Do you feel life ought to be way easier than it is? It can be, if you make a few smart home decisions…

With the grind of modern life leeching so much time, any chance to streamline that madness is an avenue worth pursuing. This is where a smartly connected home comes in. Everyone deserves to live within walking distance of either beauty or convenience, if not both, and you can achieve this when your little oasis from the world has been creatively set up with the correct devices in a smart home.

Your not-so-distant forebears went through an evolutionary change when electricity made affordable domestic automation ubiquitous, making house chores less of a pain as a result. In our recent, roaring 2020s, a larger leap has come in the form of connected home technologies – modestly priced doodads that give Jetsons-like perks. Basically, even if you’ve got a Flintstones level budget and understanding of technology, acquiring and installing an automated home is both affordable and the stuff of far future fantasy.
But what is a smart home and why do you need one?

Essentially, we’re talking about having a home base that connects to many different devices via an online network. Said devices can include lighting, smart speakers, televisions, window sensors, security systems and even garden irrigation if you have a green thumb that needn’t be quite so green all the time.

As for why you’d bother with a smart home, think of the convenience – with one stab of your index finger on a smartphone you could plunge your entire house into darkness or dim everything to the perfect movie-viewing environment. You could dramatically sweep open every blind you own or even flick on the coffee maker from the toasty warmth of your bed.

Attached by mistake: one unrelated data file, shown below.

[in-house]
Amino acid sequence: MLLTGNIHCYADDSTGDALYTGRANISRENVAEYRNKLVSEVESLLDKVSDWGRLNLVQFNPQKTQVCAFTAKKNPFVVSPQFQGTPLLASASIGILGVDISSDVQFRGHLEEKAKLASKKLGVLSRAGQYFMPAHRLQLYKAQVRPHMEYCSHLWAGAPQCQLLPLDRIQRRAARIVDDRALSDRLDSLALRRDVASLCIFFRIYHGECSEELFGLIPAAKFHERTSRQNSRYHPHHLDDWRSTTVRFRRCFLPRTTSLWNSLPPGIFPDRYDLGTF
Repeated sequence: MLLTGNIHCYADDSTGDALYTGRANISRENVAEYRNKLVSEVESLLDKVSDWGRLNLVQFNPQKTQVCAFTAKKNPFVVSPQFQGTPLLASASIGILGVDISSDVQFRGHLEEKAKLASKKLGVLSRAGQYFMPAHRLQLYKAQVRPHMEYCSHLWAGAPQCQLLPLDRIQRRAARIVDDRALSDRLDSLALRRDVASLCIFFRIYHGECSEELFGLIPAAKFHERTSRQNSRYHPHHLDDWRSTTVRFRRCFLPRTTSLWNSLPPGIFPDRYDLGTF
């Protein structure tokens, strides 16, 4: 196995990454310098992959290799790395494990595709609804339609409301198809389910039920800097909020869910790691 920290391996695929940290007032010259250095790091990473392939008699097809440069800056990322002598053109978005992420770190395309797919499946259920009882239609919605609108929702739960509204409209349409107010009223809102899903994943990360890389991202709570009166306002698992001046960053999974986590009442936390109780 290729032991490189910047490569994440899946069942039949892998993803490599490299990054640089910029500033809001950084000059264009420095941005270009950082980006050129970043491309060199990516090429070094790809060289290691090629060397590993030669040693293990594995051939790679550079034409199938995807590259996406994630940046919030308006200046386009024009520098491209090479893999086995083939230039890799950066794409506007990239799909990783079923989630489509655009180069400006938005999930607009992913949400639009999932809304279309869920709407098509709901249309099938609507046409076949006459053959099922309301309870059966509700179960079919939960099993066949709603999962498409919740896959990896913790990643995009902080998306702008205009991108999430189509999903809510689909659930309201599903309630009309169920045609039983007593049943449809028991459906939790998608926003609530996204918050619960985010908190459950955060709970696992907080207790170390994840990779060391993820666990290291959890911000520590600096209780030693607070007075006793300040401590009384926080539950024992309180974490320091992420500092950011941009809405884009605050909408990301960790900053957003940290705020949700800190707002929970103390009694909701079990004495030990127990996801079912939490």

Secondly, transitioning into a smart home can be a matter of baby steps.

Piecemeal installations are the way to go – a smart plug here, a door sensor there or a few lovely looking multicoloured lightstrips, well, everywhere. Alternatively, you might wish to scale up your operation with security in mind: smart lights, cameras and smart locks, etc.

Whatever your goals, the fact is this: the days of paying the wages and call out fees of some jumped-up, IT specialist shyster are over. If you’ve got a smartphone and an app, the internet, an imagination, and the ability to follow simple on-screen prompts, you’re all good to go. Honestly, even a tech-phobic could figure out smart devices in 2022.

OK, so, you’ve decided to give this a crack. Excuse the pun, but smart move. Step number one is choosing the ecosystem you’ll have to control everything. Basically, an ecosystem is a hub that corrals and manages all of your smaller devices. The ones worth mentioning are Amazon Alexa, Google Assistant, Apple Home Kit and Samsung SmartThings. As you’d expect, these four management systems offer fairly similar experiences, but being different brands in the free market means they all kinda deliberately don’t play nice with each other.

Whenever picking up a new piece to add to your ecosystem, always double check to see if it’s compatible with your “smart home sports team” of choice.

Obviously, if you favour all things i-device, then looking into an Apple Home Kit would be the natural choice. It’s also worth mentioning that a ton of third-party devices will fall into either the Google Assistant category or Alexa’s. Lastly, you can pick up devices that are centric to Samsung Smart Things and have them connect through your bog-standard Wi-Fi, not to mention Z-Wave and ZigBee. What on earth are those last two? They’re widely popular automation systems that operate on different wireless frequencies to Bluetooth and Wireless (which is great for keeping data traffic issues to a minimum). They also play nice with an impressive range of non-proprietary devices, which is always a plus.